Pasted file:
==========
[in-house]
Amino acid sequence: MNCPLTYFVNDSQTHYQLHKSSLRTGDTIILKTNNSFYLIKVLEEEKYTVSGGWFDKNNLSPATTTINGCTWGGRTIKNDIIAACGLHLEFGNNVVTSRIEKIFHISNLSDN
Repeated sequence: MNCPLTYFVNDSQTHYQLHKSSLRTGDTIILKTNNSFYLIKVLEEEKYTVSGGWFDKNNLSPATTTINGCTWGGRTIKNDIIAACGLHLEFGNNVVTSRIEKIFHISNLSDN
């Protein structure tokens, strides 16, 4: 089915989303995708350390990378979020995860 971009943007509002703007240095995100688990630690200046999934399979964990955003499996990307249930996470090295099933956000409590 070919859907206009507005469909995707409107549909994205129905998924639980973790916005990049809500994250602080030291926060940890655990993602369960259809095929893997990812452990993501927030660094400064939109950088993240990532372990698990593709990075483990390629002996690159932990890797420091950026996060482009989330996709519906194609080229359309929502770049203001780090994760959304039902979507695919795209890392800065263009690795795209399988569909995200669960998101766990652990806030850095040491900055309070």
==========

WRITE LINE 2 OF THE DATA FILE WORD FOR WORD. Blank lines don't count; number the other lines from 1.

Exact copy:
Amino acid sequence: MNCPLTYFVNDSQTHYQLHKSSLRTGDTIILKTNNSFYLIKVLEEEKYTVSGGWFDKNNLSPATTTINGCTWGGRTIKNDIIAACGLHLEFGNNVVTSRIEKIFHISNLSDN